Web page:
St John Damascene

Doctor of the Church (entered heaven in 749)

Dear Joan,

Thank you for the lovely e-card.  I always knew you had true artistic talent, and every time you send me pieces of your work, my conviction is more soundly confirmed.  And if I were you, I wouldn’t worry at all about your family situation; it is part of God’s plan, never fear. That you are the only one of your siblings to continue practicing your faith, that your parents continue divorcing and remarrying in an alarming way – such painful phenomena will not and cannot thwart the power and the love of God, as long as you continue to put your faith in him.  As a matter of fact, I wouldn’t be surprised if those very afflictions become the occasion for your contribution to Christ’s Kingdom. That’s what happened to today’s saint, you know (who also happened to be a great artist, through poetry and music were his fields of endeavor, not painting).

St John Damascene grew up in the Caliphate of Damascus (in Palestine) in the eighth century.  As you remember from your history classes, this meant that Muslims – and not the Byzantine Emperor – ruled the cities where he was to live and work.  At that time, the Caliphs were more lenient with Christians than they would later become, and so they afforded followers of Christ freedom of belief, of worship, and even of movement.  Thus, John and his brother were peacefully brought up in their faith, and both joined the monastery of St Sabas near Jerusalem.

About that time, Emperor Leo III began his diabolical scheme to wrest total control of the Christian Church from the monks and patriarchs by condemning the use of icons (sacred images), claiming that they violated the first commandment (which included a clause about not worshipping “graven images”).  Of course, this iconoclasm was heretical (images are fine and useful, as long as we remember that they are just images), and the Pope and other Bishops said so. But the Emperor deposed those bishops who opposed him, ransacked monasteries, and violently silenced his critics, creating a chaotic mess. St John, a gifted writer, and brilliant theologian, quickly perceived the heretical nature of Leo’s claims and began a series of writings exposing it.  These writings, eloquent and accurate, were spread throughout the empire and shored up the faithful against the Emperor’s ploys.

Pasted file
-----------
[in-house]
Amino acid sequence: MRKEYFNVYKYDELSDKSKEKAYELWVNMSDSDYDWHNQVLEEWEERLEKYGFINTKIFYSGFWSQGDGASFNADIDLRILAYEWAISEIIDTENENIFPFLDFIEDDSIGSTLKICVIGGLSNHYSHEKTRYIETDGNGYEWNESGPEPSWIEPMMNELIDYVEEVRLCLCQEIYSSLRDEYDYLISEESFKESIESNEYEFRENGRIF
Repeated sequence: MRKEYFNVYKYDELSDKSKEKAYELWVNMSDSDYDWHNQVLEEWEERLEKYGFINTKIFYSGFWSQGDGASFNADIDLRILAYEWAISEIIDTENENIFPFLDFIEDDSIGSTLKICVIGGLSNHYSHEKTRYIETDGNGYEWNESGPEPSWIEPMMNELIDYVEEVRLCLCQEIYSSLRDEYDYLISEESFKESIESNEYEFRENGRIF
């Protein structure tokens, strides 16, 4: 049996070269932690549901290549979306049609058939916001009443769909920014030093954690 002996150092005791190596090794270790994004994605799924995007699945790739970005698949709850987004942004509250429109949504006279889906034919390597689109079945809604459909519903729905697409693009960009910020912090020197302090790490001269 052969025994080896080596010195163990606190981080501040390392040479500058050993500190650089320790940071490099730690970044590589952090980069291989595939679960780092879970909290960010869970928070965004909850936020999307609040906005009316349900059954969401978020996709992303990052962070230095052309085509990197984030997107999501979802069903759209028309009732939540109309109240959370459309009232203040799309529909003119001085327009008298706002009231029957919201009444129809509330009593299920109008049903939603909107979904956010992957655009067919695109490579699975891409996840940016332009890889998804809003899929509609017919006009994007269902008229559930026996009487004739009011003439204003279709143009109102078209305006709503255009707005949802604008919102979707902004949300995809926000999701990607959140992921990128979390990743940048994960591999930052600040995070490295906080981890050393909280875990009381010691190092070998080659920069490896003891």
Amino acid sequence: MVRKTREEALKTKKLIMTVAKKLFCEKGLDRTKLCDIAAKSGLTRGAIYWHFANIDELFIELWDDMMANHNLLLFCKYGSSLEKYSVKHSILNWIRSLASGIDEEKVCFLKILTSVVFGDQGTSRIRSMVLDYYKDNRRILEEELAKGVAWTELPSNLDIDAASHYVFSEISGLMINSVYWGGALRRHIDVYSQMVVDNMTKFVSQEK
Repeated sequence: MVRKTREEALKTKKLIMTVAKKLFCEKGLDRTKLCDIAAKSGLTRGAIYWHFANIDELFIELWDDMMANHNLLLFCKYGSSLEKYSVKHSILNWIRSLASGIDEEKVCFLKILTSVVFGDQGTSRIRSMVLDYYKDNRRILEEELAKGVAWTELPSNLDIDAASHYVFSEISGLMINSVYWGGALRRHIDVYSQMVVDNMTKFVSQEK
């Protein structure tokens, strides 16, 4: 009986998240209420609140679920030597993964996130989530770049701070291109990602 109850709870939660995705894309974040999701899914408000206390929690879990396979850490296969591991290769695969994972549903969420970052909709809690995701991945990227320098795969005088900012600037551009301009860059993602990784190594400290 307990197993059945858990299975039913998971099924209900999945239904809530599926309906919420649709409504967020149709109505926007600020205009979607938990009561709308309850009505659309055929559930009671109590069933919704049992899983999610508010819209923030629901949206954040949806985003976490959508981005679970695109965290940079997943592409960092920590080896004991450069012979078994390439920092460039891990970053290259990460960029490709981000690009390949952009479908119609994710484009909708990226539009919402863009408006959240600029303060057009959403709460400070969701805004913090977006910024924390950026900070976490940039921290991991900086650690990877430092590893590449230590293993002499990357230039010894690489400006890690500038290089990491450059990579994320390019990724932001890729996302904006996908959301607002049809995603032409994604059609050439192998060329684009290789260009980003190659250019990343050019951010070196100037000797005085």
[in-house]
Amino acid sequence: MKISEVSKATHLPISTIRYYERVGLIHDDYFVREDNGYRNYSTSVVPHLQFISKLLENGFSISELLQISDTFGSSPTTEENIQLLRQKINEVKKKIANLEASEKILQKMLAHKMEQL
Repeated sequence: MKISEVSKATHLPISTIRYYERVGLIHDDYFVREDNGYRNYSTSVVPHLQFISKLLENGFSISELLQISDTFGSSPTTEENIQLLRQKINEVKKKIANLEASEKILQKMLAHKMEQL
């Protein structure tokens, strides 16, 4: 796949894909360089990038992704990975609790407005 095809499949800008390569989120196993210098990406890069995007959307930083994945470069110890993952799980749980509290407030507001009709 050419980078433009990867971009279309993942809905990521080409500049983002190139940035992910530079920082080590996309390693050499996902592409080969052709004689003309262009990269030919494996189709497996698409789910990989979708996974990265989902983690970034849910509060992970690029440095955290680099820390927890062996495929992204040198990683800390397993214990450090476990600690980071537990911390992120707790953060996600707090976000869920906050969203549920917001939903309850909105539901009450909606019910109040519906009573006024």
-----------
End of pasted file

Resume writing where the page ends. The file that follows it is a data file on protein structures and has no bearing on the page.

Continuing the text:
Furious, the Emperor tried to turn his wrath on John, his lone opponent.  But, because John was living under the Caliphate of Damascus, the Emperor had absolutely no authority to do anything to him at all.  He would have had to go to war with the Muslims (not a good idea at the time) in order to snatch away the dauntless defender of Christian truth.  So John continued writing and preaching, coming to the defense of the Apostolic faith until Leo died and the Empire was restored to order.

Certainly, it was a tragedy that the Christians of the Holy Land lost their autonomy and had their freedom curtailed by the Muslim conquerors, but our Lord turned the tragedy to his advantage.  I am confident that he will do the same for you. Just keep striving to please him in all you do, and he’ll take care of the rest.

Your affectionate uncle, Eddy

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